One augmenting path for the spanning tree in the working example of FIG. 3 comprises v_{0} as node 240 and v_{1} as node 230, where k=1 and u_{0} is node 250. Referring to the definition, v_{0} (node 240) is a leaf of T, since node 240 does not have an edge in the spanning tree emanating therefrom. Condition (2) is trivially satisfied since k=1. The third condition is met since v_{1} (node 230) has two children in the spanning tree: node 240 via edge 234 and node 250 via edge 235. Concerning condition (4), edge v_{0} →u_{0} (edge 245 from node 240 to node 250) is not in the spanning tree, but edge v_{1} →u_{0} (edge 235 from node 230 to node 250) is in the spanning tree.

FIGS. 8(a) and 8(b) are flowcharts illustrating one method for finding an augmenting path for a spanning tree of a DAG, if it exists. Step 800 controls a loop that iterates through each leaf node in the current spanning tree until an augmenting path is found. The iteration can be performed by such techniques as a pre-order traversal of the spanning tree. If all the leaf nodes have been exhausted without finding an augmenting path (see step 806), then the loop controlled by step 800 terminates and execution passes to step 802, where the lack of an augmenting path is signaled, as by returning a "false" boolean value or equivalent.

During the execution of the loop at step 804, each leaf node under consideration is established as the current node for finding an augmenting path starting from the current node. Referring back to the definition of an augmenting path, the requirement that the start of the augmenting path be a leaf node satisfies condition (1) that v_{0} is a leaf of T. During step 804, the DAG is search for an augmenting path that starts at the current node. In one implementation, this search is performed in a separate subroutine (e.g. a C function) whose operation is illustrated in FIG. 8(b) starting at step 810. If the result of searching for an augmenting path in step 804 is true, then the method indicated that an augmenting path has been found (step 806). Otherwise, execution loops back to step 800 where another leaf node, if available, is considered.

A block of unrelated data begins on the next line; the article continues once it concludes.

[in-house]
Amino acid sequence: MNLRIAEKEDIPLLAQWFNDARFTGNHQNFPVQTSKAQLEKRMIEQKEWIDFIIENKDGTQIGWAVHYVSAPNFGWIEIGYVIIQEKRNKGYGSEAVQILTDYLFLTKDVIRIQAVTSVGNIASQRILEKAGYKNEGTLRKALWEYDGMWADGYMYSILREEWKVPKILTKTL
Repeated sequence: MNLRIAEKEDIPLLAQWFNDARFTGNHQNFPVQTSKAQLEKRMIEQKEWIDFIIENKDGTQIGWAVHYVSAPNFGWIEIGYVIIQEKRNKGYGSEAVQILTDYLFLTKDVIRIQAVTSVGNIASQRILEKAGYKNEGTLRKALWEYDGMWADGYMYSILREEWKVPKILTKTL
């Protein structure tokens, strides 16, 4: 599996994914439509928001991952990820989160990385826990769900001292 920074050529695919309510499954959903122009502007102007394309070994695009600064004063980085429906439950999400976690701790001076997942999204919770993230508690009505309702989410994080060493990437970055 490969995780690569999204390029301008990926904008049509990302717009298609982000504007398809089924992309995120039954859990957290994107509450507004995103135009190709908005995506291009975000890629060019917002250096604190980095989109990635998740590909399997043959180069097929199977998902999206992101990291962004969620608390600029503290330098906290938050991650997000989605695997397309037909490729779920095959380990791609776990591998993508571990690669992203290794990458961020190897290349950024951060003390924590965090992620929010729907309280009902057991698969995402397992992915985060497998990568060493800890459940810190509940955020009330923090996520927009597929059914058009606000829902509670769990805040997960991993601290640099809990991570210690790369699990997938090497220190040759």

Referring to FIG. 8(b), in step 810, the current node is checked for an edge in the DAG that is directed from the current node. Referring back to the working example depicted in FIG. 3, leaf node 250 does not have such an edge; consequently, the "NO" branch is taken, indicating that an augmenting path is not found for the current node (step 812). If step 810 to find a particular augmenting path was called from step 804 in the main loop, then returning a not found indication causes another iteration of the loop controlled by step 800 for another leaf node, if present. With respect to leaf node 240, there is an edge directed therefrom: edge 245 directed to node 250. Accordingly, execution proceeds to step 814. Since the current node is a leaf node, any edge directed therefrom is in the DAG but not in the spanning tree. Therefore, the test in step 810 checks for condition (4a) that edge v_{i} →u_{i} is in E but not in T. In the working example, edge v_{0} →u_{0} is edge 245, which is directed from node 240 as v_{0} to node 250 as u_{0}, is not in the current spanning tree.

At step 814, the destination node of the edge is checked to determine whether its parent node in the spanning tree has been visited. In the working example, the parent of destination node 250 in the spanning tree is node 230, since edge 235 is in the spanning tree. On the other hand, node 200, the root of the DAG and the spanning tree, does not have a parent and, consequently, does not meet this condition Referring again to FIG. 5, it is evident that the parent of a node can be readily determined according to one embodiment of the present invention by accessing the PARENT field. More specifically, the value of the PARENT field in vertex object 550 representing node 250 refers to node 230. By finding a parent node in the spanning tree for the destination node, condition (4b) that edge v_{i+1} →u_{i} is in T is satisfied, since edge 235 from node 230 as v_{1} to node 250 as u_{0} is part of the current spanning tree.